The band’s set was less overtly venomous but still had an edge. Sadly, this was drummer Matt O’Koren’s last show with this crew: like so many other good New York musicians, he’s been brain-drained out of town. The twin guitars of Michael Jayne and Christopher Sayre kept the glamrock flair front and center while bassist Jack Breslin kicked in some emphatic climbs along with slithery low-end riffage.

The irresistible “whoah-oh” chorus of the big powerpop anthem Bury Me Here masked the song’s ambiguity over how much fun it really is to be young and out on the prowl in what’s left of this city. Likewise, the band scorched through a punked out take of A Key, a cynically detailed, defiant burner from the band’s latest album Multiverse. Another almost obscenely catchy tune from the record, Savage Planet was more Runaways than Go-Go’s.

The funniest moment of the night was when the band finally figured out what they were going to do with Under Pressure – the Bowie/Queen collaboration – playing it suspiciously deadpan. There was also a satanic ritual of sorts as an intro to Triple Hex, a big, creepy Lynchian country-pop ballad which set up the end of the night. The blood all over Haley turned out to be fake, but for a minute it wasn’t completely obvious whether all the drinks had finally caught up with her and she really was offering herself up as a human sacrifice. Or a female Iggy Pop – the show was that much fun.

Another Savagely Brilliant Album and a Williamsburg Gig from Expertly Feral Guitarist Ava Mendoza’s Power Trio

Word on the street is that Ava Mendoza is the best guitarist in Brooklyn – and might have been for a long time. Her show with creepy, organ-and-sax-fueled quasi-surf instrumentalists Hearing Things at Barbes at the end of last month was mind-blowing. Mendoza has become that band’s secret weapon: through two sardonic sets, she had her reverb turned way up, slashing and clanging and often roaring through the group’s allusive changes. With her, they’re more Doors than Stranglers, but without any of the 60s cliches, Mendoza’s next gig is August 10 at around 10 PM leading her  epic noisemetal power trio Unnatural Ways on a triplebill in between the math-iest doom band ever, Skryptor, and shapeshiftingly surrealistic Chicago art-rockers Cheer Accident at Ceremony, 224 Manhattan Ave. (off Maujer) in Williamsburg. The venue doesn’t have a website, so it’s anybody’s guess what the cover is. To avoid hourlong-plus waits for the L train, your best bet is to take the G to Broadway and walk from there

Unnatural Ways’ new album The Paranoia Party is streaming at Bandcamp. True to form, it’s a relentlessly dark concept album, more or less, centered around a disturbing encounter with alien beings. Mendoza and bassist Tim Dahl shift between warpy sci-fi sonics and machete riffery in the opening track, Go Back to Space: it’s the missing link between Thalia Zedek’s legendary 90s band Come and Daydream Nation-era Sonic Youth.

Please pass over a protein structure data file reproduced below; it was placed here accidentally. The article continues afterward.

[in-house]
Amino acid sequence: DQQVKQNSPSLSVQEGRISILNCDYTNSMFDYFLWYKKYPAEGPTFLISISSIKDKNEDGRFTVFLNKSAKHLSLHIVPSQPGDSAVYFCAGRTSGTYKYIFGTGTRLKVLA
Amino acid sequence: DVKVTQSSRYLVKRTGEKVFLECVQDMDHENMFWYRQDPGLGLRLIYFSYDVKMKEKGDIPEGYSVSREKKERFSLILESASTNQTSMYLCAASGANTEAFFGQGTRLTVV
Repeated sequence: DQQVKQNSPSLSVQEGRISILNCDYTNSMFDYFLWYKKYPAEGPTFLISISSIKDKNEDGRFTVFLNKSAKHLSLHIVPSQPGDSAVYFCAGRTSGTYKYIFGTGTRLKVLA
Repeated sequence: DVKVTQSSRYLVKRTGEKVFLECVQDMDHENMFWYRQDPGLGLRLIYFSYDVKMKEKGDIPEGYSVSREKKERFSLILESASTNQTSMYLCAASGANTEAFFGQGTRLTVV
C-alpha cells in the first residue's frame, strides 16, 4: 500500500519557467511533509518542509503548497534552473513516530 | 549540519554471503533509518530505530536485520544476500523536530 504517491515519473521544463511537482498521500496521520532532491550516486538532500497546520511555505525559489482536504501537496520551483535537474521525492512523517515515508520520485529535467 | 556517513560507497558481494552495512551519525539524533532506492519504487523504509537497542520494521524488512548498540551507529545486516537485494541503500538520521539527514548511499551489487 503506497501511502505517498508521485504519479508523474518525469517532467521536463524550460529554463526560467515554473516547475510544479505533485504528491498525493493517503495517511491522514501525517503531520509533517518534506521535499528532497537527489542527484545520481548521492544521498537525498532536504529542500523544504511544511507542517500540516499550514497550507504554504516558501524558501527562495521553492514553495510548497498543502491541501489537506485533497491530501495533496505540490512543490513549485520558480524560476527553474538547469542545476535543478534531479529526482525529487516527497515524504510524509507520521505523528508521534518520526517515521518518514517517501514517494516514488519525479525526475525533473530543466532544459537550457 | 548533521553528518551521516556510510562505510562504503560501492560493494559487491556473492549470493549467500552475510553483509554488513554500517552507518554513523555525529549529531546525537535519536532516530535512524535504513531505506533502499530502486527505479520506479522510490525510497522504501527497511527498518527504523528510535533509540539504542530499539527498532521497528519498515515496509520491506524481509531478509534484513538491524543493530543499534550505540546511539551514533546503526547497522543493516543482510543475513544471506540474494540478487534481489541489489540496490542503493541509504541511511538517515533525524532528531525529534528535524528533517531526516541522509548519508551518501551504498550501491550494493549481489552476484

The Runaway Song is a savage mashup of Syd Barrett, Diamond Dogs-era Bowie and 70s Zappa. Most of All We Love to Spy is nine sometimes skronky, sometimes crushingly ornate minutes of chromatics over drummer Sam Ospovat’s precise but relentlessly thumping syncopation.

Mendoza fires off volley after volley of casually sinister Dick Dale tremolo-picking over a squiggly backdrop in Trying to Pass. The band shift from machinegunning hardcore to a doomy sway centered around a surprisingly glammy guitar riff in Draw That Line, Mendoza and Dahl each hitting their chorus pedals for icy ominousness. They machete their way through the fragmentary Soft Electric Rays, which leads into the final cut, Cosmic Border Cop, a deliciously acidic pool of close harmonies, macabre chromatics and distorted scorch over a constantly shifting rhythmic skeleton. Easily one of the ten best, most adrenalizing rock albums released in 2019 so far.

Counterintuitive, Macabre Rachmaninoff?

The live recording of Vladimir Jurowski conducting the London Philharmonic Orchestra in Rachmaninoiff’s legendary Symphony No. 1 is hardly a definitive performance…but the album’s opening number is, What a treat it was to discover their version of The Isle of the Dead, streaming at Spotify. It’s astonishingly energetic, dynamic and vivid. Most orchestras play it very close to the vest, as they might do with, say, Death and Transfiguration. Yet Jurowski’s take on it is a revelation, unfolding layer upon layer of color so often subsumed in moody armospherics in interpretations by other ensembles.

You can almost feel the strain and the reach of the ferryman’s oars as the low strings dig into the macabre opening theme, in restless 5/4 time. The swirl of the woodwinds as the sway rises to a stormy crescendo is just as sharply defined. Likewise, the descent to distant bass and a lone horn in the distance after the deluge subsides.

There’s great timbral richness as the brass joinis the cellos in the angst-ridden, stairstepping crescendo of the second movement. The subtle echo effects of cellos against a lone horn amid the waves are just as meticulously focused. Taken as an integral work, this is a clinic in how to build a haunting tableau from the simplest ideas: Twin Peaks, Russian style, 1909

For something approaching the ur-text of the Symphony No. 1, try Leonard Slatkin’s recording with the St. Louis Symphony. That one’s a confident tour of the young composer’s brash, sometimes uproariously funny symphonic debut  – which was played exactly once, viciously panned by the critics and only resurrected after the composer’s death. This one’s a little ragged in places – the chase scene in the first movement, for instance – and yet, there’s a certain charm and poignancy in that all-too-human frailty. And it’s an audacious piece of music: name another symphony where the composer uses a slur as a main theme! Diehard Rachmaninovians will probably want to hear this as a point of comparison, but there are other options for those seeking to relish it for the first time.